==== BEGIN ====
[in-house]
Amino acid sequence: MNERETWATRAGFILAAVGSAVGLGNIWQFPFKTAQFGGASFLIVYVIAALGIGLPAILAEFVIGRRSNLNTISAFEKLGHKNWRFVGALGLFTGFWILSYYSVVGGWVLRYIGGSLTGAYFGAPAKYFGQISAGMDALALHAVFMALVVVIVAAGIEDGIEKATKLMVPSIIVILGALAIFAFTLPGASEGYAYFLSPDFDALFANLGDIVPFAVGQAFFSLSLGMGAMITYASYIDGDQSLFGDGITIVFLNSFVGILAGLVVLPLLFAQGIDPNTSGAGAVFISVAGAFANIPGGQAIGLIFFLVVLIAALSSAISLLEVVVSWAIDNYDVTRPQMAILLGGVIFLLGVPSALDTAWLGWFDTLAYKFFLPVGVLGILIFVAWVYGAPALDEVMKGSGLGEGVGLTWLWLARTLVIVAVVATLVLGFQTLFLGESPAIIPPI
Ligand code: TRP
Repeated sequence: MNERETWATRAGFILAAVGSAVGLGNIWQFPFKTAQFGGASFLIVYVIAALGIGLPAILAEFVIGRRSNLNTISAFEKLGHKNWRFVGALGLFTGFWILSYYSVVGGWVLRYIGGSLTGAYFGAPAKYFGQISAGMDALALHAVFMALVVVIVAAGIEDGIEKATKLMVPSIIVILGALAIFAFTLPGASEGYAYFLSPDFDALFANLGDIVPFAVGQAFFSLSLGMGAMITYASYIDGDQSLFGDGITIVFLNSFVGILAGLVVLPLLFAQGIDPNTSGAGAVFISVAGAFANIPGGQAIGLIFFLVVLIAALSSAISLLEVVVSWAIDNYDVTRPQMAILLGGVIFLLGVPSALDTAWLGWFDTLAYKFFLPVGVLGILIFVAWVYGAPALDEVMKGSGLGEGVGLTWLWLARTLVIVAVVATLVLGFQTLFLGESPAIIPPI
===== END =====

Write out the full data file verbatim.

[in-house]
Amino acid sequence: MNERETWATRAGFILAAVGSAVGLGNIWQFPFKTAQFGGASFLIVYVIAALGIGLPAILAEFVIGRRSNLNTISAFEKLGHKNWRFVGALGLFTGFWILSYYSVVGGWVLRYIGGSLTGAYFGAPAKYFGQISAGMDALALHAVFMALVVVIVAAGIEDGIEKATKLMVPSIIVILGALAIFAFTLPGASEGYAYFLSPDFDALFANLGDIVPFAVGQAFFSLSLGMGAMITYASYIDGDQSLFGDGITIVFLNSFVGILAGLVVLPLLFAQGIDPNTSGAGAVFISVAGAFANIPGGQAIGLIFFLVVLIAALSSAISLLEVVVSWAIDNYDVTRPQMAILLGGVIFLLGVPSALDTAWLGWFDTLAYKFFLPVGVLGILIFVAWVYGAPALDEVMKGSGLGEGVGLTWLWLARTLVIVAVVATLVLGFQTLFLGESPAIIPPI
Ligand code: TRP
Repeated sequence: MNERETWATRAGFILAAVGSAVGLGNIWQFPFKTAQFGGASFLIVYVIAALGIGLPAILAEFVIGRRSNLNTISAFEKLGHKNWRFVGALGLFTGFWILSYYSVVGGWVLRYIGGSLTGAYFGAPAKYFGQISAGMDALALHAVFMALVVVIVAAGIEDGIEKATKLMVPSIIVILGALAIFAFTLPGASEGYAYFLSPDFDALFANLGDIVPFAVGQAFFSLSLGMGAMITYASYIDGDQSLFGDGITIVFLNSFVGILAGLVVLPLLFAQGIDPNTSGAGAVFISVAGAFANIPGGQAIGLIFFLVVLIAALSSAISLLEVVVSWAIDNYDVTRPQMAILLGGVIFLLGVPSALDTAWLGWFDTLAYKFFLPVGVLGILIFVAWVYGAPALDEVMKGSGLGEGVGLTWLWLARTLVIVAVVATLVLGFQTLFLGESPAIIPPI